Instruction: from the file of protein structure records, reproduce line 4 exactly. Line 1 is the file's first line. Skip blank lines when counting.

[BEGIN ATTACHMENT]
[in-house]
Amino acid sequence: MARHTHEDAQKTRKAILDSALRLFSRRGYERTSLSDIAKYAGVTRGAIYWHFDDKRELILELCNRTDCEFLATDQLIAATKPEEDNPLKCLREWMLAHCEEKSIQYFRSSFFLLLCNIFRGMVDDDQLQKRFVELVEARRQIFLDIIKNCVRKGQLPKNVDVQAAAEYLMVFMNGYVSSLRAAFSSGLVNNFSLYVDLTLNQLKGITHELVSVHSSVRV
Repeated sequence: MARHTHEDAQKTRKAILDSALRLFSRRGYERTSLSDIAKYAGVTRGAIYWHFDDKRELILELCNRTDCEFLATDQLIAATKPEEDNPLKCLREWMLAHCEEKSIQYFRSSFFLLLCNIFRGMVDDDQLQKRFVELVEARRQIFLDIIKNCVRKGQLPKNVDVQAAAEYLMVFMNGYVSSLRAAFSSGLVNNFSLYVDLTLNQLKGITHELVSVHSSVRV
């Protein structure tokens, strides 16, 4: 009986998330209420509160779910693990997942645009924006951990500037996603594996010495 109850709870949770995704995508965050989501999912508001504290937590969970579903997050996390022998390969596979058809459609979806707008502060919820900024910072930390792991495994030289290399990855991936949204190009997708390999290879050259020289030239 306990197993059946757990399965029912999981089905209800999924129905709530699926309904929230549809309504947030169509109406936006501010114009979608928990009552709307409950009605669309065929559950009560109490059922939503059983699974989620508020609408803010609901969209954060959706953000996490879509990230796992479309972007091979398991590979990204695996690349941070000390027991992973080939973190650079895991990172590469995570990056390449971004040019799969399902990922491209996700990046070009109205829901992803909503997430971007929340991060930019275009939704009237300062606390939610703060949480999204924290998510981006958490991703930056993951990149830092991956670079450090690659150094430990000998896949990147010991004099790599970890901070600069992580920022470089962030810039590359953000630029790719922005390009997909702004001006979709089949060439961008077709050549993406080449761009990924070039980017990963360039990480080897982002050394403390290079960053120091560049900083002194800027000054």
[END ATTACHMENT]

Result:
């Protein structure tokens, strides 16, 4: 009986998330209420509160779910693990997942645009924006951990500037996603594996010495 109850709870949770995704995508965050989501999912508001504290937590969970579903997050996390022998390969596979058809459609979806707008502060919820900024910072930390792991495994030289290399990855991936949204190009997708390999290879050259020289030239 306990197993059946757990399965029912999981089905209800999924129905709530699926309904929230549809309504947030169509109406936006501010114009979608928990009552709307409950009605669309065929559950009560109490059922939503059983699974989620508020609408803010609901969209954060959706953000996490879509990230796992479309972007091979398991590979990204695996690349941070000390027991992973080939973190650079895991990172590469995570990056390449971004040019799969399902990922491209996700990046070009109205829901992803909503997430971007929340991060930019275009939704009237300062606390939610703060949480999204924290998510981006958490991703930056993951990149830092991956670079450090690659150094430990000998896949990147010991004099790599970890901070600069992580920022470089962030810039590359953000630029790719922005390009997909702004001006979709089949060439961008077709050549993406080449761009990924070039980017990963360039990480080897982002050394403390290079960053120091560049900083002194800027000054």